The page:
According to my shallow simple skill. Speed. Nay, sir, less than a pound shall serve

Jul. What think'st thou of the fair Sir Eglamour ? me for carrying your letter.

Luc. As of a knight well-spoken, neat and fine ; Pro. You mistake; I mean the pound, a pinfold. But, were I you, he never should be mine. Speed. From a pound to a pin? fold it over and

Jul. What think'st thou of the rich Mercatio ?

Luc. Well of his wealth ; but of himself, so, so. over, "Tis threefold too little for carrying a letter to your

Jul. What think'st thou of the gentle Proteus ? lover,

Luc. Lord, lord ! to see what folly reigns in us ! Pro. But what said she ? did she nod ?2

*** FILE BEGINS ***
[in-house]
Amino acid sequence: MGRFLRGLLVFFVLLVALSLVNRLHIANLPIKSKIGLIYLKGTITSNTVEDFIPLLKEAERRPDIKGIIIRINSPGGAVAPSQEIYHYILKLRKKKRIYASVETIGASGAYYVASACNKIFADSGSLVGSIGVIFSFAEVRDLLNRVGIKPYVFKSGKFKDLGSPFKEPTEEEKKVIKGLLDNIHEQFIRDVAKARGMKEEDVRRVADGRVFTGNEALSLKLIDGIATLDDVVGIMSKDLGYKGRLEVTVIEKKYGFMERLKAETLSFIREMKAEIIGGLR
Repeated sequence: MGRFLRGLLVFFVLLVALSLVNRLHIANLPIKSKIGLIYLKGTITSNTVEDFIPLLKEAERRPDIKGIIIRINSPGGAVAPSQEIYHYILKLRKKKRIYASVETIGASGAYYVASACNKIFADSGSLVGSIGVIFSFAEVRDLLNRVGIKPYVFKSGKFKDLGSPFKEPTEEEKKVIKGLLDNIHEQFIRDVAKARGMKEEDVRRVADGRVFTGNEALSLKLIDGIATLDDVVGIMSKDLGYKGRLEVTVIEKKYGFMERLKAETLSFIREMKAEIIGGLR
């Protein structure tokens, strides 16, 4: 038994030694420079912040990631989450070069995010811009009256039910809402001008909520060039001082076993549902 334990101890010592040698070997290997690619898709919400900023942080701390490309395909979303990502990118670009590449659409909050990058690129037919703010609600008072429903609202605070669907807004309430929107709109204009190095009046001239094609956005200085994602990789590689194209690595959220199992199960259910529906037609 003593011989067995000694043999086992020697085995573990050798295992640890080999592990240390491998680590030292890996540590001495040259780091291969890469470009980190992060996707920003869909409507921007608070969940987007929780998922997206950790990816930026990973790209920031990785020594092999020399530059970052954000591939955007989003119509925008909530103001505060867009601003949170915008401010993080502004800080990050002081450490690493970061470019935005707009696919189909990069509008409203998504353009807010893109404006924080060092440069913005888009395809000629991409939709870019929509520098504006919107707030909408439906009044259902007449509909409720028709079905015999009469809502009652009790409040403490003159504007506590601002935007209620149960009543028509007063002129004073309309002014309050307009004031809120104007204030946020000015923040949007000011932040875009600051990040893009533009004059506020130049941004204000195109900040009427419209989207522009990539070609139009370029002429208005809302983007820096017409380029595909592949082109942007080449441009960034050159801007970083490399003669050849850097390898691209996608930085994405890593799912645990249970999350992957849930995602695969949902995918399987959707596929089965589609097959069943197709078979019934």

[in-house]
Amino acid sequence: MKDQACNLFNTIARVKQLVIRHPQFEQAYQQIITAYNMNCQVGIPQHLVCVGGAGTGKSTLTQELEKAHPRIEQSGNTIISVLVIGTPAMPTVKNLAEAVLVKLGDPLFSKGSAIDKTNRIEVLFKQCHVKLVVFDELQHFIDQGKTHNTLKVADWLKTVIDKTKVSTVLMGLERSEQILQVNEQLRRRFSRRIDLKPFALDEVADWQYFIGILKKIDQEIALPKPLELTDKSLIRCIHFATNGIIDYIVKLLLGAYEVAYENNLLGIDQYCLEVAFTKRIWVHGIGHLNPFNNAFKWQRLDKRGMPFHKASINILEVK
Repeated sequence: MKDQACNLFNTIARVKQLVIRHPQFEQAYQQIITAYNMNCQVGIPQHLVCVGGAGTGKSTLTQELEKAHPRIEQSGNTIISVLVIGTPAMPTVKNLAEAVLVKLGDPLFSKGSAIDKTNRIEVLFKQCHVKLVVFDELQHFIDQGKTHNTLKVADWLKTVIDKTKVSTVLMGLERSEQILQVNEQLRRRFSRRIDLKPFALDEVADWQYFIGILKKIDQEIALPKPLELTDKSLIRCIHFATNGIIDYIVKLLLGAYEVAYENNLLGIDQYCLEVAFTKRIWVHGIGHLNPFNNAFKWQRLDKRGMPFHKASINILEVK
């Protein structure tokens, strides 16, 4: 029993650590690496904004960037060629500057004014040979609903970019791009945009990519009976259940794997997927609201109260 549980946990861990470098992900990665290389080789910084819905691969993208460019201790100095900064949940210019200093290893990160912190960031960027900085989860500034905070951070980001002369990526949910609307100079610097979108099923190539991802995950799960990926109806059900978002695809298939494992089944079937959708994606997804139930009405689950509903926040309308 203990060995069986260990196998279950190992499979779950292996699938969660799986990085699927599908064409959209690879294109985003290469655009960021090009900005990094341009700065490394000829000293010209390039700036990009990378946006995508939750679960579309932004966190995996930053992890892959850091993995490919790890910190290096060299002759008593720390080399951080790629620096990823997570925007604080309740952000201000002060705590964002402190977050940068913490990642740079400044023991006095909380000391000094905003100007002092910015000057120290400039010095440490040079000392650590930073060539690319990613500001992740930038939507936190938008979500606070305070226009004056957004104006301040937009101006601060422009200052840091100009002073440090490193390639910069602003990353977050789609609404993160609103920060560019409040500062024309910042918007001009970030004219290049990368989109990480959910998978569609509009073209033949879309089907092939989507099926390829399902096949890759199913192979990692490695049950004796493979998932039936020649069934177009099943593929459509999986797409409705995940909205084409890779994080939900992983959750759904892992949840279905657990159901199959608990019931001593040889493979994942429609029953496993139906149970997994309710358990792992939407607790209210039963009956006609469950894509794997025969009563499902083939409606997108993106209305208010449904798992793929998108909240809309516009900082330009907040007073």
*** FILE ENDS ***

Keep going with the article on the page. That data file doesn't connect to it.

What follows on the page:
Jul. How now! what means this passion at his [SPEED nods.

name? Speed. I.

Luc. Pardon, dear madam; 'tis a passing shame, Pro. Nod, I! why, that's noddy.

That I, unworthy body as I am, Speed. You mistook, sir ? I say she did nod: Should censures thus on lovely gentlemen. and you ask me, if she did nod; and I say, I. Jul. Why not on Proteus, as of all the rest ? Pro. And that set together is-noddy.

Luc. Then thus,- of many good I think him Speed. Now you have taken the pains to set it

best. together, take it for your pains.

Jul. Your reason? Pro. No, no, you shall have it for bearing the

Luc. I have no other but a woman's reason; letter,

I think him so, because I think him so. Speed. Well, I perceive I must be fain to bear Jul. And would'st thou have me cast my love or

bim? Pro. Why, sir, how do you bear with me? Luc. Ay, if you thought your love not cast away